The Biochemical Research Institute was located at Kalevankatu 56 in Helsinki
The plant laboratory of the Foundation for Chemistry Research
Laboratory personnel during 1930s
A.I. Virtanen discussing results with a scientist
A.I. Virtanen received the Nobel prize in chemistry on 10.12. 1945
From the Foundation for Chemistry Research to the Foundation for Nutrition Research
In 1929, Foundation for Chemistry Research (Kemiantutkimus-Säätiö) was founded on the initiative of Artturi Ilmari Virtanen to conduct chemical and biochemical research to benefit Finnish agriculture and forestry. Virtanen worked at the time as the director of Valio's laboratory and wanted to centralize research related to dairy products to Valio's laboratory and other chemical research in a separate research institute. Valio's laboratory and the Foundation for Chemistry Research together formed the Biochemical Research Institute, which was located in Kalevankatu, in the center of Helsinki. Biochemistry was a new field of science in Finland at the time, and education and research took mostly place in the Biochemical Research Institute, headed by A.I. Virtanen.
Research conducted in the Foundation for Chemistry Research was broad and wide ranging; research topics ranged from the value of cow manure as a nitrogen fertilizer, hibernation of hedgehogs, tuberculosis, vitamins and their preservation in foods, prerequisites of growing maize in Finland, mechanisms of fermentation, bacterial spores, different enzymes and urea feeding of cows.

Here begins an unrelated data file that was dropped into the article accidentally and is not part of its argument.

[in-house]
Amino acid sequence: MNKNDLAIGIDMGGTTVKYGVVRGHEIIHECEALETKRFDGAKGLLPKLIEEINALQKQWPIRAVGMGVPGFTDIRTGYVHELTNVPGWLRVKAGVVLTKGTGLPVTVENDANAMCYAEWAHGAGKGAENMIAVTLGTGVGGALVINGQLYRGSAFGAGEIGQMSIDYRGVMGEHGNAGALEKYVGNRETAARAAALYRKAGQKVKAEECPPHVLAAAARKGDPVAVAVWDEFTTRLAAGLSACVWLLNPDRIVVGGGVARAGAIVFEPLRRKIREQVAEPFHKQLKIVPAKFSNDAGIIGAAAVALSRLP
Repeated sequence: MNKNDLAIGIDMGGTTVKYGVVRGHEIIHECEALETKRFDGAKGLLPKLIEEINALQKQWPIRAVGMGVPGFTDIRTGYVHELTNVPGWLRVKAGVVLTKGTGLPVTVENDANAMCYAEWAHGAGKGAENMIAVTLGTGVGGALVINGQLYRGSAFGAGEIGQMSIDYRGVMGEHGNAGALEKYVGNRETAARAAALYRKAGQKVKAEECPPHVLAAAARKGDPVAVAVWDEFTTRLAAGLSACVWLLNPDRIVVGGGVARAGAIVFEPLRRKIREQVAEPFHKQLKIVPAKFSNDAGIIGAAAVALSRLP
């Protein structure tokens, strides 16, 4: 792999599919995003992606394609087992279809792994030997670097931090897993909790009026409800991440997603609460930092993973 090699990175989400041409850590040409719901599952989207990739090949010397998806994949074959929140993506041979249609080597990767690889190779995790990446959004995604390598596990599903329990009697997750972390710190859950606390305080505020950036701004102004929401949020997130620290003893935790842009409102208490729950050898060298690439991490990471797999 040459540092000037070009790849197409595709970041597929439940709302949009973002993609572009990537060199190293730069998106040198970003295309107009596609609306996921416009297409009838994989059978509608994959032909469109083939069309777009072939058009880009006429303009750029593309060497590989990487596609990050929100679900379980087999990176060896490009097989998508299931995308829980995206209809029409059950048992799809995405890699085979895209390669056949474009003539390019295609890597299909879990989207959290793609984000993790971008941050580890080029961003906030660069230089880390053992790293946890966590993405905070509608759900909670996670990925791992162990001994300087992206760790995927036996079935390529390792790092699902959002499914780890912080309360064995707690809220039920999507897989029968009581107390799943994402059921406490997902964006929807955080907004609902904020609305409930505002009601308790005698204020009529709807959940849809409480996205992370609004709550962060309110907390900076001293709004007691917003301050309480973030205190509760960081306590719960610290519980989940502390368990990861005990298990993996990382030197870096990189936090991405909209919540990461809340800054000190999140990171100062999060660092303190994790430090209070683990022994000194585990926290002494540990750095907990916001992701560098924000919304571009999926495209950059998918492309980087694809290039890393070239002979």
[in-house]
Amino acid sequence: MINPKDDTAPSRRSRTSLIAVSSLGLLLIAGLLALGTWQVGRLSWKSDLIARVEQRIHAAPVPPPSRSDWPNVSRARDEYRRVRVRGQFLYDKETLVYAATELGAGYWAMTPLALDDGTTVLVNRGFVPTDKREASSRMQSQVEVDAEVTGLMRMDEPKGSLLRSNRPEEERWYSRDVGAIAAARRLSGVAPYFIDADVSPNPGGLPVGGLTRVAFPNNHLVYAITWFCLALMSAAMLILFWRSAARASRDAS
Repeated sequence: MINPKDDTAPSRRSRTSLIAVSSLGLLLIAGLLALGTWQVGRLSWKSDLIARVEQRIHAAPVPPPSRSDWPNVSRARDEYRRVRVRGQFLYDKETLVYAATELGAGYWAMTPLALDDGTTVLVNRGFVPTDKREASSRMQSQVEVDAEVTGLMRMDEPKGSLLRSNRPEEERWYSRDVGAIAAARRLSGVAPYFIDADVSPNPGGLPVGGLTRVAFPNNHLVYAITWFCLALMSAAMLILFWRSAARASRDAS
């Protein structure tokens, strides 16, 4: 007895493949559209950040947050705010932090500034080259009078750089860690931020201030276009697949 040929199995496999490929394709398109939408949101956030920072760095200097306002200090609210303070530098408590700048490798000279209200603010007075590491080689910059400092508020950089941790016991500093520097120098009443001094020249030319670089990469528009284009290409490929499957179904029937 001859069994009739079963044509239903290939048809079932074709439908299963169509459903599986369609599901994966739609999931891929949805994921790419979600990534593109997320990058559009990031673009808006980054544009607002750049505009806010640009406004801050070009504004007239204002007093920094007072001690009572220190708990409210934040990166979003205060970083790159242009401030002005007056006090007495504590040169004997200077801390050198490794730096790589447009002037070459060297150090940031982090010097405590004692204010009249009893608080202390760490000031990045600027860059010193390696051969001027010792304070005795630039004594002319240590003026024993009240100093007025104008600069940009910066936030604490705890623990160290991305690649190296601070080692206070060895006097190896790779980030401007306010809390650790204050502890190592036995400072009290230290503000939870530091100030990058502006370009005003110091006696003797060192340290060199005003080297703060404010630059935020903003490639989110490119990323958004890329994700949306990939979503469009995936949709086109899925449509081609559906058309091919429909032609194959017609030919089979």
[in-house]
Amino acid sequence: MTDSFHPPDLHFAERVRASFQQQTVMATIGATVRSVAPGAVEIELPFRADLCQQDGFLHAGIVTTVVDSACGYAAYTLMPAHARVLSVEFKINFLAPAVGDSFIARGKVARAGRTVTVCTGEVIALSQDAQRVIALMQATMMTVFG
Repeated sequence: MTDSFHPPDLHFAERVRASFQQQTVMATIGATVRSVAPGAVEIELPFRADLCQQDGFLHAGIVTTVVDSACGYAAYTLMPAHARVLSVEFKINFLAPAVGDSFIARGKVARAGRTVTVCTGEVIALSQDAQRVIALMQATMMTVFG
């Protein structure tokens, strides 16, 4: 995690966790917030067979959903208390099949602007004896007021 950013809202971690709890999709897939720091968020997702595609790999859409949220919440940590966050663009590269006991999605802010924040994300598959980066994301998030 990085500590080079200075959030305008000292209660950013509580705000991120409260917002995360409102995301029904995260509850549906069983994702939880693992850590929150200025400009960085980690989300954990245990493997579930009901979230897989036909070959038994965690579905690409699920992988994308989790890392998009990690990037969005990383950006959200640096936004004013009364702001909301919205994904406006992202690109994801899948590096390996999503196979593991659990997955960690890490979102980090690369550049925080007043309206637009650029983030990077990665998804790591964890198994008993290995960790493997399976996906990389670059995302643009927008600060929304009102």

Virtanen's favorite topic was, however, the metabolism of plants and specifically biological nitrogen binding. On the top floor of the Biochemical Research Institute was located a plant laboratory, where biological nitrogen fixation in root nodules of leguminous plants was studied. The great goal of Virtanen was that Finland would be self-sufficient in nitrogen and fodder production. Research related to biological nitrogen fixation was continued until the 1960s.
The development of methods for preserving fodder and butter, which Virtanen had invented in the 1920's was continued at the Biochemical Research Institute. For these inventions, AIV fodder and AIV milk salt, Virtanen was awarded the Nobel prize in chemistry in 1945. Part of the prize money he donated to the Foundation for Chemistry Research.
The research fields that Virtanen found most important were population nutrition and improving the nutritional status of Finns. He worked in the Finnish Population nutrition committee established in 1936 and led a study on the nutritional status of different population groups in Finland. Solutions to identified vitamin deficiencies were investigated in the laboratory of the Foundation. Virtanen's position as an expert in human nutrition strengthened and questions related to human nutrition formed a growing part of research done by the Foundation.
In 1980, the Foundation was renamed to Foundation for Nutrition Research and thereafter the focus of the activities has been in human nutrition. During 1980-2000, The Foundation for Nutrition Research funded three-year research assistanships for PhD students. The doctoral theses conducted focused e.g. on probiotics, health effects of different compounds in milk and dietary fats.
In 2008, a part-time, temporary professorship in nutritional physiology was established in the medical faculty of the University of Helsinki with a donation from the Foundation.
Seminars and symposiums have been an elemental part of the activities of the Foundation for Nutrition Research from the beginning. Their aim has been to increase nutrition knowledge in Finland and to enable young scientists to engage with international top scientists.
From 1970, the Foundation has awarded the A.I. Virtanen prize to commemorate the legagy of its founder together with the Finnish Chemists Society and Societas Biochemica Biophysica et Microbiologica Fenniae.
Source: Touko Perko, Kalevankadun Akatemia (2009)
Photos: Valio Ltd